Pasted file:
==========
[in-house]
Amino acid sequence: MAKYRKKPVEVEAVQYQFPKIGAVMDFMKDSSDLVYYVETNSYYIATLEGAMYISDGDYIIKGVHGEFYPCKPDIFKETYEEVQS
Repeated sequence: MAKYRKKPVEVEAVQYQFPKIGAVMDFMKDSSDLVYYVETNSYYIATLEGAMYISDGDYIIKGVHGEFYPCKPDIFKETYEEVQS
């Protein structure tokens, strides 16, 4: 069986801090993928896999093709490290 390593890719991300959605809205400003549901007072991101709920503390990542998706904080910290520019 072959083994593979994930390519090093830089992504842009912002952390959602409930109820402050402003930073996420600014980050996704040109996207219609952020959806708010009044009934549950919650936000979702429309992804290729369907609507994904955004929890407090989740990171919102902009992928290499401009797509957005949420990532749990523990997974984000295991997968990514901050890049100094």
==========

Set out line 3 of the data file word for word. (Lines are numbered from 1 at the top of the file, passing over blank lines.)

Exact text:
Repeated sequence: MAKYRKKPVEVEAVQYQFPKIGAVMDFMKDSSDLVYYVETNSYYIATLEGAMYISDGDYIIKGVHGEFYPCKPDIFKETYEEVQS